Under the charm of the Dionysian not only is the union between man and man reaffirmed, but nature which has become alienated, hostile, or subjugated, celebrates once more her reconciliation with her lost son, man. Freely, the earth proffers her gifts, and peacefully the beasts of prey of the rocks and desert approach. The chariot of Dionysus is covered with flowers and garlands; panthers and tigers walk under its yoke. Transform Beethoven’s “Hymn to Joy” into a painting; let your imagination conceive the multitude bowing to the dust, awestruck—then you will approach the Dionysian. (Nietzsche 37)
In Dionysus we find revelry, the melting of the individual, intoxication, and chaos. While the Apollonian art is symbolized in the intelligible images of forms and shapes, the chaotic essence of Dionysian art is portrayed in music. This is not to say that a painting cannot be Dionysian, or a piece of music Apollonian; it is instead the case that the Apollonian and Dionysian interact with each other to create art. It is analogous to any heroic story: the hero embodies the intelligible, the on a quest to slay some sort of beast that is causing problems. We are quick to think that the beast is unequivocally evil, yet the hero has no quest and has no journey unless there is some beast to slay. The hero’s quest, which is the quest for creating order, is symbolized by Apollo, while the beast that must be slayed is symbolic of Dionysus, the unknown, the thing of nature. It is also not necessarily Apollo defeating Dionysus, but the battle between the two that creates art.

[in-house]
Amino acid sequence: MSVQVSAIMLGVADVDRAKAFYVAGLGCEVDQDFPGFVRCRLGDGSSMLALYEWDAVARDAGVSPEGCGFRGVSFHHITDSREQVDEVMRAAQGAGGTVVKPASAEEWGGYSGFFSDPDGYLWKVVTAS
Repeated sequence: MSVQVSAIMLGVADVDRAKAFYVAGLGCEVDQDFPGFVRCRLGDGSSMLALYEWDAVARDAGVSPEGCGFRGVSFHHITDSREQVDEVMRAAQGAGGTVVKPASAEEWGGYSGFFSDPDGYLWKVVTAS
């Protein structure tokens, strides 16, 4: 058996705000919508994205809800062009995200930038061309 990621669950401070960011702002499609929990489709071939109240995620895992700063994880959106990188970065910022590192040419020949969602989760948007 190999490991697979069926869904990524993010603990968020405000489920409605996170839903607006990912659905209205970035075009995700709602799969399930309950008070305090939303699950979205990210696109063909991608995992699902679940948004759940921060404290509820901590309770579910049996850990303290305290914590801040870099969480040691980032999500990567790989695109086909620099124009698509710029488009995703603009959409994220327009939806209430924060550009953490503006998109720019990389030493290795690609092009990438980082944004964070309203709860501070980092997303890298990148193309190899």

To further understand Apollo and Dionysus, we must understand a little bit about Schopenhauer, who greatly influenced Nietzsche’s early philosophy. In his magnum opus, World as Will and Representation, Schopenhauer divides mere appearance and ultimate reality. Ultimate reality is the will underneath appearance, while what we see in appearances is representation. In Apollo we take enjoyment out of the intelligibility of the appearances that we see, while in Dionysus, we take part in something underneath the appearance. Describing the Dionysian is elusive, because conceiving it requires a state of mind that is inherently difficult to describe; only when in the drunken state and when our individuality is melted away can we start to perceive the things underneath the mere appearance, but when these things happen it becomes difficult to remember or describe in orderly terms what actually occurred.